San Francisco/New York


The Good Hotel — © Brian Rose

Back in San Francisco I checked in to the Good Hotel on 7th Street. There are three hotels grouped together here–under the same ownership–each with its own theme. The Good Hotel is half motel, half vertical hotel, decorated for a youthful hipster crowd. The Americania, across the street, evokes a Route 66 motel of yesteryear, and the Carriage Inn is old pre-earthquake San Francisco. The Good Hotel  is described as “the first hotel with a conscience.” They have recycled carpets and gave me free parking for driving a hybrid, and when I went to bed, the word “goodnight” was projected above me on the ceiling. I felt good about myself–even a little smug.


The Good Hotel — © Brian Rose

These 7th Street hotels are great for me because they are located in the part of town easily accessible to the projects I am photographing. But for the average tourist, this is a decidedly dicey part of town. The seediness of the Civic Center and the Tenderloin spills over into this area. Soma–South of Market–is actually a vibrant neighborhood, but it’s often gritty and requires a certain degree of local knowledge to fully appreciate.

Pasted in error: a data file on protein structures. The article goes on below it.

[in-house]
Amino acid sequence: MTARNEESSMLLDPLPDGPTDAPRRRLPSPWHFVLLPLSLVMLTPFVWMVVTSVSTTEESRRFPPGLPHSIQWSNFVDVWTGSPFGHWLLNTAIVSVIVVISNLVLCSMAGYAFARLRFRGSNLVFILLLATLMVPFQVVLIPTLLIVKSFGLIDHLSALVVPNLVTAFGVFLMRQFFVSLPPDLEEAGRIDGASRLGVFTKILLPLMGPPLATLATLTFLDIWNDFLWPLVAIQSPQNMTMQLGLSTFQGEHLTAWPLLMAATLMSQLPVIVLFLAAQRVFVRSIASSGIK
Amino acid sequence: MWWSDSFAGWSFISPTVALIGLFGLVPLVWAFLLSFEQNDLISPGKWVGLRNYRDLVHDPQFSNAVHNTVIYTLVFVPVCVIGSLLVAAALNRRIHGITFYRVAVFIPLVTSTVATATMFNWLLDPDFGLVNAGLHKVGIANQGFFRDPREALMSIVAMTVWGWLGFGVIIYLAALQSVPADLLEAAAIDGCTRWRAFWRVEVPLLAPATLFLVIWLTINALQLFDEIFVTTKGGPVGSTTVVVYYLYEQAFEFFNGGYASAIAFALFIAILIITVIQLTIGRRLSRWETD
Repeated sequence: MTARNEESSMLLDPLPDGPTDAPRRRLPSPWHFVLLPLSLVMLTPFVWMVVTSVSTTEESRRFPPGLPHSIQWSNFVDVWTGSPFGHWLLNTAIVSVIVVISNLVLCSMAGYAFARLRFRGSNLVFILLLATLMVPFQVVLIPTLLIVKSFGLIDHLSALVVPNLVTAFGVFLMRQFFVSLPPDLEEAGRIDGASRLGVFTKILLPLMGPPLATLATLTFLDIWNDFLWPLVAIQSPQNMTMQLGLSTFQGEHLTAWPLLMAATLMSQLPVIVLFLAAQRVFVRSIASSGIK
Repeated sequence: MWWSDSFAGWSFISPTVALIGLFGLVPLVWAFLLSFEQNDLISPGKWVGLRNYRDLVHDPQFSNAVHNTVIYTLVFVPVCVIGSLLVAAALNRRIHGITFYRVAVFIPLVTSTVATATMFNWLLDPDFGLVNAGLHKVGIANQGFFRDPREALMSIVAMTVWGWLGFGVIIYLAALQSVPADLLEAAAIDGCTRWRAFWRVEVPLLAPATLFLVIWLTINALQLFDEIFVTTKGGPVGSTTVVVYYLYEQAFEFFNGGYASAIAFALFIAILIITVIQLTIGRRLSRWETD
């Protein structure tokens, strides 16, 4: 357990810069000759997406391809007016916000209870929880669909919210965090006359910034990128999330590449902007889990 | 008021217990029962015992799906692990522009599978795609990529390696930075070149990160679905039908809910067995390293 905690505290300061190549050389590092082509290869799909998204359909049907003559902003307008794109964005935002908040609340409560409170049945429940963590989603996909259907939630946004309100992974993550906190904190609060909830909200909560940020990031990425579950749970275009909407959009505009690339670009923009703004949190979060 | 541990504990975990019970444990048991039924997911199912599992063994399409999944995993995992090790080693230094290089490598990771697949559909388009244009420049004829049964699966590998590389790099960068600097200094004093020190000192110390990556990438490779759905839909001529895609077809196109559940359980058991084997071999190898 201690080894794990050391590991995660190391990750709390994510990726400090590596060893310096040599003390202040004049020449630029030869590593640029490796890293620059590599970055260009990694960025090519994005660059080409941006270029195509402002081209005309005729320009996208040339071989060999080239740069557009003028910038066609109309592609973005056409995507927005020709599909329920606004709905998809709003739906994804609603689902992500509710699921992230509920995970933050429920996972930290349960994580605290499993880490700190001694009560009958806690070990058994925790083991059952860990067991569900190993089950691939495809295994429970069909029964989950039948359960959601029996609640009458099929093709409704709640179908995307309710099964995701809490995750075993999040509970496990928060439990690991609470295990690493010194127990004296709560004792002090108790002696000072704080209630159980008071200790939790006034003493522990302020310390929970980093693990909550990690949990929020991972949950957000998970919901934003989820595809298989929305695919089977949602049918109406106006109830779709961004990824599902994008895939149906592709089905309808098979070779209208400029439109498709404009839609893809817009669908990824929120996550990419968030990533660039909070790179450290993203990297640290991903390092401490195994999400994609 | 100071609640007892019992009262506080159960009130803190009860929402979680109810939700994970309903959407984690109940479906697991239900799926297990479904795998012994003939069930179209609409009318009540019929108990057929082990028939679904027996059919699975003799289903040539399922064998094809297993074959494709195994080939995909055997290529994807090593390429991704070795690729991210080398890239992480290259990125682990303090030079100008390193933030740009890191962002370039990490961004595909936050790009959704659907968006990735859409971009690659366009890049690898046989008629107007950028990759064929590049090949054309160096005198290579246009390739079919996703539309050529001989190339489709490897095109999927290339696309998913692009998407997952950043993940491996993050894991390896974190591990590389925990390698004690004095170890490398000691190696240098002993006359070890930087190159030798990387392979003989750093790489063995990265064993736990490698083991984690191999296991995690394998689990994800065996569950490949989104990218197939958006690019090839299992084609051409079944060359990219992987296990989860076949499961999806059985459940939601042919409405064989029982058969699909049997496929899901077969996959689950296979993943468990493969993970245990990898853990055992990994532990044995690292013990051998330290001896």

The Good Hotel — © Brian Rose

My room was located on what the desk referred to as the courtyard–see above. It’s a narrow airshaft with walkways leading to rooms and netting to keep out the pigeons. There’s a great view, if strange and incongruous, of the Federal Building, designed by Thom Mayne of Morphosis towering above. I don’t know if it’s good–in the fuzzy Good Hotel sense–but it is real.

Here’s a quote from Jack London, who I wrote about a few days ago while staying in Oakland:

I cannot help remembering a remark of De Casseres. It was over the wine in Mouquin’s. Said he: “The profoundest instinct in man is to war against the truth; that is, against the Real. He shuns facts from his infancy. His life is a perpetual evasion. Miracle, chimera and to-morrow keep him alive. He lives on fiction and myth. It is the Lie that makes him free. Animals alone are given the privilege of lifting the veil of Isis; men dare not. The animal, awake, has no fictional escape from the Real because he has no imagination. Man, awake, is compelled to seek a perpetual escape into Hope, Belief, Fable, Art, God, Socialism, Immortality, Alcohol, Love. From Medusa-Truth he makes an appeal to Maya-Lie.

—Jack London, The Mutiny of the Elsinore

I’m back in New York with lots of post production work to do. And jury duty, which could present a problem.

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